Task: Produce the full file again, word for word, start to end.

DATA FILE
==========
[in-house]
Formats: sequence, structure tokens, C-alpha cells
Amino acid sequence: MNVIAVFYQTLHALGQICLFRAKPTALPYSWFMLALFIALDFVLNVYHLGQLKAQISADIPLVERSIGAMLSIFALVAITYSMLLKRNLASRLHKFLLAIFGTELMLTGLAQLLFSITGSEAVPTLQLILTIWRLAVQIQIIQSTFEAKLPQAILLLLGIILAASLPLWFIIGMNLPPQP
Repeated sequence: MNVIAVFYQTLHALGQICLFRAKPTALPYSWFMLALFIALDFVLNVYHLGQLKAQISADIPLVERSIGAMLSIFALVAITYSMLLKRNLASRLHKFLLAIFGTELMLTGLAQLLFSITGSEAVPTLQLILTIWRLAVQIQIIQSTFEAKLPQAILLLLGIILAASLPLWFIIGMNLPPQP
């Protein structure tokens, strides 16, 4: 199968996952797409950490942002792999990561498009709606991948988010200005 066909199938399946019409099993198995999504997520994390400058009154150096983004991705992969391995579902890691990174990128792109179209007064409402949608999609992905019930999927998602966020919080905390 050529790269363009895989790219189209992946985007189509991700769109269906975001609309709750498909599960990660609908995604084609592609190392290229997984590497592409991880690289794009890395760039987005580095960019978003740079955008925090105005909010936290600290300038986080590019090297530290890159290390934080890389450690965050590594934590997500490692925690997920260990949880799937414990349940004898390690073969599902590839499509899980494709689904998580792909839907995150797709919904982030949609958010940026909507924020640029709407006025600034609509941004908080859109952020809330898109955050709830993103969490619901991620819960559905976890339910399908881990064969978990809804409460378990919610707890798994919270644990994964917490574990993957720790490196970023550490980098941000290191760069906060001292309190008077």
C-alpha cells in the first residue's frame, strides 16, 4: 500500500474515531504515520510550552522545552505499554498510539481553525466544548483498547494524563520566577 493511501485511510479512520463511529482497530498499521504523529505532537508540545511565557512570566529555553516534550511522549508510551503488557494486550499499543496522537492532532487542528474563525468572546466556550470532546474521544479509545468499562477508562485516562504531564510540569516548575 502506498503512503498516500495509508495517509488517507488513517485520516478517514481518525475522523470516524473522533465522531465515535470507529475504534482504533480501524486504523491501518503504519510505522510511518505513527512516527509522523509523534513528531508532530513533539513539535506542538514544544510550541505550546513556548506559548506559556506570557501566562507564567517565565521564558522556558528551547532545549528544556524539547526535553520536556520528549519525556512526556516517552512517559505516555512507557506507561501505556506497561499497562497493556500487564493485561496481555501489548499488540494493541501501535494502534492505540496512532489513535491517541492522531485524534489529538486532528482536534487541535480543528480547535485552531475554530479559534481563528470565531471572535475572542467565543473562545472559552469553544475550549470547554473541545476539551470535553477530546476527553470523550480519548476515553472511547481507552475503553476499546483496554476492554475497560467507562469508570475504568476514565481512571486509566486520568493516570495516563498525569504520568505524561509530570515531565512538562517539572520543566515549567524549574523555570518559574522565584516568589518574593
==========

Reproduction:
[in-house]
Formats: sequence, structure tokens, C-alpha cells
Amino acid sequence: MNVIAVFYQTLHALGQICLFRAKPTALPYSWFMLALFIALDFVLNVYHLGQLKAQISADIPLVERSIGAMLSIFALVAITYSMLLKRNLASRLHKFLLAIFGTELMLTGLAQLLFSITGSEAVPTLQLILTIWRLAVQIQIIQSTFEAKLPQAILLLLGIILAASLPLWFIIGMNLPPQP
Repeated sequence: MNVIAVFYQTLHALGQICLFRAKPTALPYSWFMLALFIALDFVLNVYHLGQLKAQISADIPLVERSIGAMLSIFALVAITYSMLLKRNLASRLHKFLLAIFGTELMLTGLAQLLFSITGSEAVPTLQLILTIWRLAVQIQIIQSTFEAKLPQAILLLLGIILAASLPLWFIIGMNLPPQP
């Protein structure tokens, strides 16, 4: 199968996952797409950490942002792999990561498009709606991948988010200005 066909199938399946019409099993198995999504997520994390400058009154150096983004991705992969391995579902890691990174990128792109179209007064409402949608999609992905019930999927998602966020919080905390 050529790269363009895989790219189209992946985007189509991700769109269906975001609309709750498909599960990660609908995604084609592609190392290229997984590497592409991880690289794009890395760039987005580095960019978003740079955008925090105005909010936290600290300038986080590019090297530290890159290390934080890389450690965050590594934590997500490692925690997920260990949880799937414990349940004898390690073969599902590839499509899980494709689904998580792909839907995150797709919904982030949609958010940026909507924020640029709407006025600034609509941004908080859109952020809330898109955050709830993103969490619901991620819960559905976890339910399908881990064969978990809804409460378990919610707890798994919270644990994964917490574990993957720790490196970023550490980098941000290191760069906060001292309190008077």
C-alpha cells in the first residue's frame, strides 16, 4: 500500500474515531504515520510550552522545552505499554498510539481553525466544548483498547494524563520566577 493511501485511510479512520463511529482497530498499521504523529505532537508540545511565557512570566529555553516534550511522549508510551503488557494486550499499543496522537492532532487542528474563525468572546466556550470532546474521544479509545468499562477508562485516562504531564510540569516548575 502506498503512503498516500495509508495517509488517507488513517485520516478517514481518525475522523470516524473522533465522531465515535470507529475504534482504533480501524486504523491501518503504519510505522510511518505513527512516527509522523509523534513528531508532530513533539513539535506542538514544544510550541505550546513556548506559548506559556506570557501566562507564567517565565521564558522556558528551547532545549528544556524539547526535553520536556520528549519525556512526556516517552512517559505516555512507557506507561501505556506497561499497562497493556500487564493485561496481555501489548499488540494493541501501535494502534492505540496512532489513535491517541492522531485524534489529538486532528482536534487541535480543528480547535485552531475554530479559534481563528470565531471572535475572542467565543473562545472559552469553544475550549470547554473541545476539551470535553477530546476527553470523550480519548476515553472511547481507552475503553476499546483496554476492554475497560467507562469508570475504568476514565481512571486509566486520568493516570495516563498525569504520568505524561509530570515531565512538562517539572520543566515549567524549574523555570518559574522565584516568589518574593